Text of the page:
Morocco lifts ban on mo­bile in­ter­net voice calls

Kuwait Times - - TECHNOLOGY -

RABAT:

Morocco has lifted a ban on calls made through mo­bile in­ter­net con­nec­tions, its na­tional tele­coms reg­u­la­tor said, act­ing af­ter fierce protests on so­cial me­dia against a rule in­tro­duced at the start of the year. The ban was ap­plied to the three mo­bile op­er­a­tors in Morocco who of­fer in­ter­net ac­cess for com­put­ers via USB and other mo­bile modems, as well as via mo­bile phones. The Telecom­mu­ni­ca­tions Reg­u­la­tory Na­tional Agency (ANRT) had said tele­com ser­vices such as phone calls need li­cences whether they are Voice over In­ter­net Pro­to­col (VoIP) or oth­ers.

“The de­ci­sion (to lift the ban) comes af­ter the ANRT’s eval­u­a­tion of the tele­com na­tional and in­ter­na­tional mar­kets, the le­gal con­text and tak­ing into con­sid­er­a­tion the re­quire­ments to de­velop a sec­tor that ben­e­fits cus­tomers,” the reg­u­la­tor said in a state­ment yes­ter­day. The ban af­fected the two most-used ap­pli­ca­tions in Morocco Skype and What­sApp, along with Face­book and Viber and other providers of VoIP ser­vices. Morocco’s tele­coms market is dom­i­nated by Maroc Tele­com , ma­jor­ity owned by the UAE’s Eti­salat, French group Or­ange’s lo­cal af­fil­i­ate Medi Tele­com (Medi­tel) and Wana Cor­po­rate, a sub­sidiary of the royal hold­ing SNI.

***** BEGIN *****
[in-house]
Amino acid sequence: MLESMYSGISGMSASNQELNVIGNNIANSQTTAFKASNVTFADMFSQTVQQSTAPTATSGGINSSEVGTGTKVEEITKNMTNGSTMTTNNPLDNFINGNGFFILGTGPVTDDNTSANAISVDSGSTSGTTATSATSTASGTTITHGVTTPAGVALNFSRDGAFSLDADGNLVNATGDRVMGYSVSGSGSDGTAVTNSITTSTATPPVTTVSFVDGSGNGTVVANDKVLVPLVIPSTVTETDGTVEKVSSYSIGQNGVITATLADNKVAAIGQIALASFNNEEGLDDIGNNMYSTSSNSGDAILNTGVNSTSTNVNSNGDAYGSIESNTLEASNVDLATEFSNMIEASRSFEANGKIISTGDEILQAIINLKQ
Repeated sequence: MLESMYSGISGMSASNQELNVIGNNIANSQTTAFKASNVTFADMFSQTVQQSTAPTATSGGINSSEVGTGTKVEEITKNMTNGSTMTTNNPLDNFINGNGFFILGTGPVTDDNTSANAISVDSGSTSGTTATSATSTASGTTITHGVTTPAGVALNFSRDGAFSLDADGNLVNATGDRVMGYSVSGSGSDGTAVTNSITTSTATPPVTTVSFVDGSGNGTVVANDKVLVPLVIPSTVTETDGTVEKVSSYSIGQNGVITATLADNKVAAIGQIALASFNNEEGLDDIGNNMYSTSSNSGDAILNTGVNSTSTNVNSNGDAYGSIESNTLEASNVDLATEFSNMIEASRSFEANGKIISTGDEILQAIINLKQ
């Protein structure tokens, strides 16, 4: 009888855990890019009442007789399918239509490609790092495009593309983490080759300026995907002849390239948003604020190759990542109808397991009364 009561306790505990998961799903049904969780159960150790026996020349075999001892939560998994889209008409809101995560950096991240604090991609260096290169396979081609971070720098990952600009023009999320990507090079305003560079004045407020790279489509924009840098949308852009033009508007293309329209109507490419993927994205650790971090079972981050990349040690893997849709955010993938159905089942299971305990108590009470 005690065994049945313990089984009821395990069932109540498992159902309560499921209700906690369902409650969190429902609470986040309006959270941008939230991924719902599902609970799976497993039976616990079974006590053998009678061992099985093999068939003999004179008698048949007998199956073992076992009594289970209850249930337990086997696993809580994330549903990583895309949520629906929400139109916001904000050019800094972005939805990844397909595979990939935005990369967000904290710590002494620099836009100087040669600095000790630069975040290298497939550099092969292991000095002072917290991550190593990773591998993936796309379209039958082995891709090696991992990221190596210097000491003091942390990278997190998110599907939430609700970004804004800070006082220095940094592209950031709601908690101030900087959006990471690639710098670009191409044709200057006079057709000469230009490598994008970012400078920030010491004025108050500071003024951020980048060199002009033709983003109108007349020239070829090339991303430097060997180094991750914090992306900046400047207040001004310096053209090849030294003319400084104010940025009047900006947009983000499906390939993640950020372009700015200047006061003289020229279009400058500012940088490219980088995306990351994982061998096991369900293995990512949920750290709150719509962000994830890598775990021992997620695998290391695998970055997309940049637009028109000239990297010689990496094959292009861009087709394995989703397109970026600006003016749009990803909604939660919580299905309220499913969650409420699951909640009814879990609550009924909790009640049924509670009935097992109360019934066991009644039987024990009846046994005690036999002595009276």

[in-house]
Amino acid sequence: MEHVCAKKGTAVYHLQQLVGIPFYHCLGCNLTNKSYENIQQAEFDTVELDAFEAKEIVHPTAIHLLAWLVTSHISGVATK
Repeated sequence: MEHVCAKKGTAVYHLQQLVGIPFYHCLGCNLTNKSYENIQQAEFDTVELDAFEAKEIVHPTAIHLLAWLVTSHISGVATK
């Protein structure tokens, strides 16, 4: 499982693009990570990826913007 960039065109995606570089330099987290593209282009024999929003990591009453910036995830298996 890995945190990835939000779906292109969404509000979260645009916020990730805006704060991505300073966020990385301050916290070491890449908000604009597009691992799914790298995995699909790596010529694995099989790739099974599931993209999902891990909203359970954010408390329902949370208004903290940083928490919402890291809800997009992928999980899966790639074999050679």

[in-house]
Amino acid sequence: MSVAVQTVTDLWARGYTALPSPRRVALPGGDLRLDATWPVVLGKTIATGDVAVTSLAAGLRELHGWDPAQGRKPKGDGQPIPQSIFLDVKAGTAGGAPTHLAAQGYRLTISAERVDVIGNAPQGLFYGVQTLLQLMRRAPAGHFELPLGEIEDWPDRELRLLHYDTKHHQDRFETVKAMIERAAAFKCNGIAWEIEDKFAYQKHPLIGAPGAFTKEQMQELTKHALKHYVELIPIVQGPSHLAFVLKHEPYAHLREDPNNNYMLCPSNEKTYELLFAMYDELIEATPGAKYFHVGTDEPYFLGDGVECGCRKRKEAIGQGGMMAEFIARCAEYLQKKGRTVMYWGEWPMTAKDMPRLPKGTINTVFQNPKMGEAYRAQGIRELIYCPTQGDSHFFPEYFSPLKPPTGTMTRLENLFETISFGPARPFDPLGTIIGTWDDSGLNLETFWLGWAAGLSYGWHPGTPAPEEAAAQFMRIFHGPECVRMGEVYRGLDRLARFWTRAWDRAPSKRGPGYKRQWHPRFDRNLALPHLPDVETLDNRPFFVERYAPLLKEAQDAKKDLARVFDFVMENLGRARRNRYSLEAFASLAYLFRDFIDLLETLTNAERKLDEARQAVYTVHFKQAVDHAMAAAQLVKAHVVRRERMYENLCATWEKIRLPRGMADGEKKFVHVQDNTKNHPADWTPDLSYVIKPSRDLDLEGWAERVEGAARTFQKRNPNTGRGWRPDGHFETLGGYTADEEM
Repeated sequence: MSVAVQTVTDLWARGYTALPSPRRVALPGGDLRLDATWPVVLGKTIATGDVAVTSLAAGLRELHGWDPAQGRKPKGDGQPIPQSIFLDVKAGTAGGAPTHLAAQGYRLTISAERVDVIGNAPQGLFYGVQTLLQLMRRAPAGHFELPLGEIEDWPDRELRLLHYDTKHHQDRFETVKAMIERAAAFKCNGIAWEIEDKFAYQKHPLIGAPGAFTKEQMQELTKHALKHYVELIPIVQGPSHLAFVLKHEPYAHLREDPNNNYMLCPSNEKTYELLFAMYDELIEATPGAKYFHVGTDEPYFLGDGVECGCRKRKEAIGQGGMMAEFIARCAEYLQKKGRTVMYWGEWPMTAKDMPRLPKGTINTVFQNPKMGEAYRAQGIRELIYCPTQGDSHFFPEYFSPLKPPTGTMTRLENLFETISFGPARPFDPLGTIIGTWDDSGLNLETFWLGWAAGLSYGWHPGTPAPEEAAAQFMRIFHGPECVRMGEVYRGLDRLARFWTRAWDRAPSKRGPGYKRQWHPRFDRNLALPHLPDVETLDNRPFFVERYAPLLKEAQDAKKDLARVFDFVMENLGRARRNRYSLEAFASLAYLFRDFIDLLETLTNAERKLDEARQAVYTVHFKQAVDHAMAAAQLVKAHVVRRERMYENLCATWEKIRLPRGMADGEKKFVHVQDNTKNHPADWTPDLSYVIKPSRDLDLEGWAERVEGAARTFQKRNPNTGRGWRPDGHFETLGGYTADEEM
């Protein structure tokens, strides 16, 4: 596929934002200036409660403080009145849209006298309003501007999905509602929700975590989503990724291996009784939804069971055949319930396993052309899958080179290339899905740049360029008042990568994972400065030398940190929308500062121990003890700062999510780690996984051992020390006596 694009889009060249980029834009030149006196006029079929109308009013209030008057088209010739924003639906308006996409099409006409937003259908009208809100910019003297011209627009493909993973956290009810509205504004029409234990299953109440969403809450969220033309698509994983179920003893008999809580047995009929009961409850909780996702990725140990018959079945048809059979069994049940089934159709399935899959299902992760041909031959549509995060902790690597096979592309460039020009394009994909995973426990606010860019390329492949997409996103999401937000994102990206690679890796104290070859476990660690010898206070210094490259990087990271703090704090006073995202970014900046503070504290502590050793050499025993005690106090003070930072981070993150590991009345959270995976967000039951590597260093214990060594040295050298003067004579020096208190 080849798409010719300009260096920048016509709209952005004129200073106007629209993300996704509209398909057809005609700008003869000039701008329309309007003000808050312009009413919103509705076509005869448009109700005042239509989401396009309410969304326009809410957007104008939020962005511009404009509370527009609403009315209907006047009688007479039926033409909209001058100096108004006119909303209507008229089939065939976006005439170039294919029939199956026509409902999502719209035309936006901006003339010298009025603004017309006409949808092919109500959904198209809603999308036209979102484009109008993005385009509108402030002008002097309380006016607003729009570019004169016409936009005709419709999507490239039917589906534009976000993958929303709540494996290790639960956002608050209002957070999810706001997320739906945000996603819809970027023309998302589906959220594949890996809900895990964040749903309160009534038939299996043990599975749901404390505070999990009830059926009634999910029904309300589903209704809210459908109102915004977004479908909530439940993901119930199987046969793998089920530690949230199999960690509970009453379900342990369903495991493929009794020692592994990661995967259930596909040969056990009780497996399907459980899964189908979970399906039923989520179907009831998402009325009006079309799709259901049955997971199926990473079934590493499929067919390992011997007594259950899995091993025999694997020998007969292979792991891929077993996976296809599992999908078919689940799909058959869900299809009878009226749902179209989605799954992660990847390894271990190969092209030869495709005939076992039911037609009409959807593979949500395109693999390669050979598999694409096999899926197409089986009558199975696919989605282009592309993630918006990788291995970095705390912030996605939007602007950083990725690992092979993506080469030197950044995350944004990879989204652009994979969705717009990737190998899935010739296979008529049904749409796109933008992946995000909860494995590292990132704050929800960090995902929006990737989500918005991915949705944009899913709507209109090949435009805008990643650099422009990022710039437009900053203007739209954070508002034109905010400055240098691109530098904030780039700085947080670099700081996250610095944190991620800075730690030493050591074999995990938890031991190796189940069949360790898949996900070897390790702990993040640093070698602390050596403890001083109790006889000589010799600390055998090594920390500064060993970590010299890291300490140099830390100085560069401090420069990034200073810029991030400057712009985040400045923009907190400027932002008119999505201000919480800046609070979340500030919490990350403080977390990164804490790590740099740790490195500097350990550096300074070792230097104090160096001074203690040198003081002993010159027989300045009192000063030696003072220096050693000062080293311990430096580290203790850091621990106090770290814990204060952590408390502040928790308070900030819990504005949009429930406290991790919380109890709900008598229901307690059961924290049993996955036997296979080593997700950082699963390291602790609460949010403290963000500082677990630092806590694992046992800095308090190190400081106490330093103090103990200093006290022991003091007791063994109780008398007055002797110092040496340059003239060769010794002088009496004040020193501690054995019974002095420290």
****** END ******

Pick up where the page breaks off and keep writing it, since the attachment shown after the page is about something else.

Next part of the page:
Lift­ing the ban came as the king­dom pre­pares to host the 2016 United Na­tions cli­mate change con­fer­ence and only few days af­ter the head of ANRT was sacked. ANRT had tol­er­ated in­ter­net voice calls for years but the drop in call vol­umes, mainly lu­cra­tive in­ter­na­tional calls, may have mo­ti­vated the de­ci­sion. Protests erupted on so­cial me­dia when the ban came into force in Jan­uary, with lo­cal me­dia spec­u­lat­ing whether se­cu­rity con­trols were be­hind the move. Mo­bile phone market pen­e­tra­tion is run­ning at around 140 per­cent of Morocco’s 34 mil­lion pop­u­la­tion, and the coun­try had 10 mil­lion In­ter­net sub­scribers by the end in 2015, up more than 60 per­cent from 2013.—Reuters

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